A Comprehensive Methodology for Characterizing Stormwater Infiltration Trench Performance

C.E. Sykes and B.J. Adams


Stormwater infiltration practices, namely infiltration trenches, are source control mechanisms that are implemented in urban developments with reduced natural permeable surfaces. Infiltration practices are designed to encourage infiltration of non-point source runoff into the ground as a means of water quality management and flood protection.

Conventionally, infiltration trenches are installed as storage reservoirs for urban runoff, which are comprised of an excavated trench that is backfilled with a coarse porous medium. The underlying subsoil acts as a filter to remove solid particles and associated pollutants from the fluid within the porous media, prior to discharging into the saturated zone. The limited research on the long-term performance of these systems has emphasized the role of physical filtration mechanisms within porous media filters to address ongoing concerns surrounding system failure.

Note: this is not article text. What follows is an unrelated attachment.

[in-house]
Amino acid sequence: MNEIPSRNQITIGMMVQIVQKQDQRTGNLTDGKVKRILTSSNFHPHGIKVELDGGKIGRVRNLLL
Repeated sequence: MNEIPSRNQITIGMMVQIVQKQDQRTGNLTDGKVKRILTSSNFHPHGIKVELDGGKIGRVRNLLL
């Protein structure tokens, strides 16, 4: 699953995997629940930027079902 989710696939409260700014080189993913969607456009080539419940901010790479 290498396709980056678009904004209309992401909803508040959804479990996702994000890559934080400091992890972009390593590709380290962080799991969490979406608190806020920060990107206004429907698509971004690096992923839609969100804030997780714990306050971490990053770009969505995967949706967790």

A comprehensive methodology for characterizing the overall system performance of infiltration trenches was developed using a continuous macroscopic depth filtration model with respect to three different failure modes: clogging of porous material, overflow events, and groundwater contamination. Applying a probabilistic approach, this new framework combines theory from fixed-bed granular filtration of monodisperse suspensions and utilizes site specific filtration trench design, meteorological, and filtration modeling parameters.

Based on Monte Carlo simulation results using existing design criteria, stormwater infiltration facilities are shown to clog prior to the expected lifetime of 8 to 19 years and although adequate volumetric control is observed during the first several years of operation, clogging leads to early and frequent overflow events. A methodology for characterizing the mass loading of zinc and copper from the bottom of the infiltration trench was developed and shows that the mass loading of these pollutants is restricted by the gradual reduction in flow through the filter. Overall, with an improved design strategy, these infiltration facilities are not likely to operate properly after 10 years of implementation.Without proper maintenance of pre-treatment facilities and filter fabrics, earlier failure may be expected.

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